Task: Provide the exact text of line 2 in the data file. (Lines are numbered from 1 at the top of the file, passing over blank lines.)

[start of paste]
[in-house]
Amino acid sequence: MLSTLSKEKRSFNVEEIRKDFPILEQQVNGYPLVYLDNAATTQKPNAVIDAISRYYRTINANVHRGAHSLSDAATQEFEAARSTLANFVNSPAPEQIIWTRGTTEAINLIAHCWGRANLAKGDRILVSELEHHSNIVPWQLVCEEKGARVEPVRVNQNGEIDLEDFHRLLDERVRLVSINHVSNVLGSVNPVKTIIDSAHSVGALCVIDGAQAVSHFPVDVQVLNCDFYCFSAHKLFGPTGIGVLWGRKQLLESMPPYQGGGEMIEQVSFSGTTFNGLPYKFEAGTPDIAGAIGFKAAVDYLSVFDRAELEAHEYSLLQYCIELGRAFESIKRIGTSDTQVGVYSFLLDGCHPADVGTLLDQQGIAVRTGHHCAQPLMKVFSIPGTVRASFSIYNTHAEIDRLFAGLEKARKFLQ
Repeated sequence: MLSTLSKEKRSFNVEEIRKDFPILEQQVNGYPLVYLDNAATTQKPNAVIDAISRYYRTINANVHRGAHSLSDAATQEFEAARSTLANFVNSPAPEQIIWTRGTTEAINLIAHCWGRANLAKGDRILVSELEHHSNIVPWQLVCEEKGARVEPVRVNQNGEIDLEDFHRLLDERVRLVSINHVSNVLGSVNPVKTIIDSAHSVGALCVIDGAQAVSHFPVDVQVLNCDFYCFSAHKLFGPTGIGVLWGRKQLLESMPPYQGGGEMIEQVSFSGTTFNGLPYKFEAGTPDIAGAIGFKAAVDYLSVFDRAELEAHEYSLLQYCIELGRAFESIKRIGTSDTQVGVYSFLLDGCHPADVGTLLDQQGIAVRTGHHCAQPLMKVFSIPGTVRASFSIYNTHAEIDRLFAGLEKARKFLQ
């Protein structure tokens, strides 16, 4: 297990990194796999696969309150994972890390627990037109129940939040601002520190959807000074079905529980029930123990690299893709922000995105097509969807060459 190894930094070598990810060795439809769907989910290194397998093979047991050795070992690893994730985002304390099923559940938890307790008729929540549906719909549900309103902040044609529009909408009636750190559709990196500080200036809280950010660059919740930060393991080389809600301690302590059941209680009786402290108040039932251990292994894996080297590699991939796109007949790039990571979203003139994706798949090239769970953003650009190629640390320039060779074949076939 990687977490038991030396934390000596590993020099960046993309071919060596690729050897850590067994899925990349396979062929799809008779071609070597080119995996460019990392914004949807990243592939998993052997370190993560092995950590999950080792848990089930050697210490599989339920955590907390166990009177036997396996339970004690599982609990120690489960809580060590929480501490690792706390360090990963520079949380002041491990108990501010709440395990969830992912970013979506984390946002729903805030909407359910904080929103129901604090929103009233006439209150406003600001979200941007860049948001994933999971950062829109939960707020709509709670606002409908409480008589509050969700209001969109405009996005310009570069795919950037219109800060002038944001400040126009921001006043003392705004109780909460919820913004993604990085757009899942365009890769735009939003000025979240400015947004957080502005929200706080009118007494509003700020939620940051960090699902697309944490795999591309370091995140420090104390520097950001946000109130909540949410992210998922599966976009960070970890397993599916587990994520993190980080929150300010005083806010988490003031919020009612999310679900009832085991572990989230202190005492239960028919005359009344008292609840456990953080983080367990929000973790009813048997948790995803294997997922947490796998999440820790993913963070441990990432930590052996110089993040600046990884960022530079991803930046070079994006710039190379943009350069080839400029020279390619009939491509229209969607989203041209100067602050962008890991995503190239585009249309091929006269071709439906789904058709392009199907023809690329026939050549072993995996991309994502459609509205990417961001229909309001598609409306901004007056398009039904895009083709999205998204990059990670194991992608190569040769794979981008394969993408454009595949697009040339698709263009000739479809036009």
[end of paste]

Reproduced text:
Amino acid sequence: MLSTLSKEKRSFNVEEIRKDFPILEQQVNGYPLVYLDNAATTQKPNAVIDAISRYYRTINANVHRGAHSLSDAATQEFEAARSTLANFVNSPAPEQIIWTRGTTEAINLIAHCWGRANLAKGDRILVSELEHHSNIVPWQLVCEEKGARVEPVRVNQNGEIDLEDFHRLLDERVRLVSINHVSNVLGSVNPVKTIIDSAHSVGALCVIDGAQAVSHFPVDVQVLNCDFYCFSAHKLFGPTGIGVLWGRKQLLESMPPYQGGGEMIEQVSFSGTTFNGLPYKFEAGTPDIAGAIGFKAAVDYLSVFDRAELEAHEYSLLQYCIELGRAFESIKRIGTSDTQVGVYSFLLDGCHPADVGTLLDQQGIAVRTGHHCAQPLMKVFSIPGTVRASFSIYNTHAEIDRLFAGLEKARKFLQ